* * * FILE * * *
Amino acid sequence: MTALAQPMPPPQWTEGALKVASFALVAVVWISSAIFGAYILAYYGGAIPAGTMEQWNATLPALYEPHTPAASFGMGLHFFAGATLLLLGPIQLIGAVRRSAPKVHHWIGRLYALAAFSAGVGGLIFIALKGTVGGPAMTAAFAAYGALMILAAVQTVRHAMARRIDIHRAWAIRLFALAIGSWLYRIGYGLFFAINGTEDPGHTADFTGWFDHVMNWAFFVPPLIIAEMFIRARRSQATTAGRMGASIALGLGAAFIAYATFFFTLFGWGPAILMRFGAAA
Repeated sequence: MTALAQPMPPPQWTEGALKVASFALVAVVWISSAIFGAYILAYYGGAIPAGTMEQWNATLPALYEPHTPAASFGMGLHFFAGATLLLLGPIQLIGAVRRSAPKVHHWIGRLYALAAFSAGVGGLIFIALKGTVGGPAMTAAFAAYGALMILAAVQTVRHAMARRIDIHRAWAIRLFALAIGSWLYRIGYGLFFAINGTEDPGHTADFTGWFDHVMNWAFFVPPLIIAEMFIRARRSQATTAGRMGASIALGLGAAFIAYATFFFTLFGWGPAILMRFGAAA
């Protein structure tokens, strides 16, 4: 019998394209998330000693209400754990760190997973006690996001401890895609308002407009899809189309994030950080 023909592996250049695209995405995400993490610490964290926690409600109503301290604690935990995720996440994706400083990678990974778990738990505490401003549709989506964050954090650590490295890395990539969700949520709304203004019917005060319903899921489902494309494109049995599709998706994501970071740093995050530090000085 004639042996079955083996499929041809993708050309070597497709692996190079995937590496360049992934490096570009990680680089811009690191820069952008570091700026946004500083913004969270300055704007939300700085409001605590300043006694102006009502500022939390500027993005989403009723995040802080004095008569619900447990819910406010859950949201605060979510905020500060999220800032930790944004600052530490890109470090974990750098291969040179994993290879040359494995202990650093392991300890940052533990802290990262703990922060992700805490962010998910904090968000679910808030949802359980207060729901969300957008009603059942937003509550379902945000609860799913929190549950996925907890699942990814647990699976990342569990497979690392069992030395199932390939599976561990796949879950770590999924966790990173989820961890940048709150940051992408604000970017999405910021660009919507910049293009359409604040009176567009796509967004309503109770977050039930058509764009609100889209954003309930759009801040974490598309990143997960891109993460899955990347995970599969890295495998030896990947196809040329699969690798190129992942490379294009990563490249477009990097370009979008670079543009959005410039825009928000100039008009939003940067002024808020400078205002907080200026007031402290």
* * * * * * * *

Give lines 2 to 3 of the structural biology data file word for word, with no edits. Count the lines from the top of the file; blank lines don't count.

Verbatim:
Repeated sequence: MTALAQPMPPPQWTEGALKVASFALVAVVWISSAIFGAYILAYYGGAIPAGTMEQWNATLPALYEPHTPAASFGMGLHFFAGATLLLLGPIQLIGAVRRSAPKVHHWIGRLYALAAFSAGVGGLIFIALKGTVGGPAMTAAFAAYGALMILAAVQTVRHAMARRIDIHRAWAIRLFALAIGSWLYRIGYGLFFAINGTEDPGHTADFTGWFDHVMNWAFFVPPLIIAEMFIRARRSQATTAGRMGASIALGLGAAFIAYATFFFTLFGWGPAILMRFGAAA
């Protein structure tokens, strides 16, 4: 019998394209998330000693209400754990760190997973006690996001401890895609308002407009899809189309994030950080 023909592996250049695209995405995400993490610490964290926690409600109503301290604690935990995720996440994706400083990678990974778990738990505490401003549709989506964050954090650590490295890395990539969700949520709304203004019917005060319903899921489902494309494109049995599709998706994501970071740093995050530090000085 004639042996079955083996499929041809993708050309070597497709692996190079995937590496360049992934490096570009990680680089811009690191820069952008570091700026946004500083913004969270300055704007939300700085409001605590300043006694102006009502500022939390500027993005989403009723995040802080004095008569619900447990819910406010859950949201605060979510905020500060999220800032930790944004600052530490890109470090974990750098291969040179994993290879040359494995202990650093392991300890940052533990802290990262703990922060992700805490962010998910904090968000679910808030949802359980207060729901969300957008009603059942937003509550379902945000609860799913929190549950996925907890699942990814647990699976990342569990497979690392069992030395199932390939599976561990796949879950770590999924966790990173989820961890940048709150940051992408604000970017999405910021660009919507910049293009359409604040009176567009796509967004309503109770977050039930058509764009609100889209954003309930759009801040974490598309990143997960891109993460899955990347995970599969890295495998030896990947196809040329699969690798190129992942490379294009990563490249477009990097370009979008670079543009959005410039825009928000100039008009939003940067002024808020400078205002907080200026007031402290």